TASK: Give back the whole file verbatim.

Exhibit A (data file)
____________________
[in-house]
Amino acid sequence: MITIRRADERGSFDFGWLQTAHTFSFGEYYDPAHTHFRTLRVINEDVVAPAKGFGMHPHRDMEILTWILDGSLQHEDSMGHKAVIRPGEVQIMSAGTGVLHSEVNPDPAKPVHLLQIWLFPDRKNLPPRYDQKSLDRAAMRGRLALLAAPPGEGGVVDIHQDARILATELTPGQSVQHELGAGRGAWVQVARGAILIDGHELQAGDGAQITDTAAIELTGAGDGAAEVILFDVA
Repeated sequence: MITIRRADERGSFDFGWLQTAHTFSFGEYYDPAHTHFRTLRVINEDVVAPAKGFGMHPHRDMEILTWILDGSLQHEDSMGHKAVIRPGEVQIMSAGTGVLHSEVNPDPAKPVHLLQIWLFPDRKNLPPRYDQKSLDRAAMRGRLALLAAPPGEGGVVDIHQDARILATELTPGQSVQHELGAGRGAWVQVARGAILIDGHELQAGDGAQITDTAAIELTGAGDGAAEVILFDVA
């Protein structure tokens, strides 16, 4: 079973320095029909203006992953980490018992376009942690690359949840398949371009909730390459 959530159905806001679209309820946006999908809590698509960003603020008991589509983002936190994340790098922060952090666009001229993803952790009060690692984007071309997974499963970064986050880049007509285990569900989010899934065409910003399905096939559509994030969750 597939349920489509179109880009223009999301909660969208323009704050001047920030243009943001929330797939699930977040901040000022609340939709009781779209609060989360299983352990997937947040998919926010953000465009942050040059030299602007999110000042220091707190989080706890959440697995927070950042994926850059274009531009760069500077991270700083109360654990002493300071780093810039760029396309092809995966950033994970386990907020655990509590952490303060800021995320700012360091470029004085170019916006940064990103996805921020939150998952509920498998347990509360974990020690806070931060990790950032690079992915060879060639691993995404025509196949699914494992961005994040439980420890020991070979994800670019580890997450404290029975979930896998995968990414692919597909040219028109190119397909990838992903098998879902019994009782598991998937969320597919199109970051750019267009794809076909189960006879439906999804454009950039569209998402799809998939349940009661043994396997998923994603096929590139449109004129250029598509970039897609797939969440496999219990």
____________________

[in-house]
Amino acid sequence: MITIRRADERGSFDFGWLQTAHTFSFGEYYDPAHTHFRTLRVINEDVVAPAKGFGMHPHRDMEILTWILDGSLQHEDSMGHKAVIRPGEVQIMSAGTGVLHSEVNPDPAKPVHLLQIWLFPDRKNLPPRYDQKSLDRAAMRGRLALLAAPPGEGGVVDIHQDARILATELTPGQSVQHELGAGRGAWVQVARGAILIDGHELQAGDGAQITDTAAIELTGAGDGAAEVILFDVA
Repeated sequence: MITIRRADERGSFDFGWLQTAHTFSFGEYYDPAHTHFRTLRVINEDVVAPAKGFGMHPHRDMEILTWILDGSLQHEDSMGHKAVIRPGEVQIMSAGTGVLHSEVNPDPAKPVHLLQIWLFPDRKNLPPRYDQKSLDRAAMRGRLALLAAPPGEGGVVDIHQDARILATELTPGQSVQHELGAGRGAWVQVARGAILIDGHELQAGDGAQITDTAAIELTGAGDGAAEVILFDVA
């Protein structure tokens, strides 16, 4: 079973320095029909203006992953980490018992376009942690690359949840398949371009909730390459 959530159905806001679209309820946006999908809590698509960003603020008991589509983002936190994340790098922060952090666009001229993803952790009060690692984007071309997974499963970064986050880049007509285990569900989010899934065409910003399905096939559509994030969750 597939349920489509179109880009223009999301909660969208323009704050001047920030243009943001929330797939699930977040901040000022609340939709009781779209609060989360299983352990997937947040998919926010953000465009942050040059030299602007999110000042220091707190989080706890959440697995927070950042994926850059274009531009760069500077991270700083109360654990002493300071780093810039760029396309092809995966950033994970386990907020655990509590952490303060800021995320700012360091470029004085170019916006940064990103996805921020939150998952509920498998347990509360974990020690806070931060990790950032690079992915060879060639691993995404025509196949699914494992961005994040439980420890020991070979994800670019580890997450404290029975979930896998995968990414692919597909040219028109190119397909990838992903098998879902019994009782598991998937969320597919199109970051750019267009794809076909189960006879439906999804454009950039569209998402799809998939349940009661043994396997998923994603096929590139449109004129250029598509970039897609797939969440496999219990």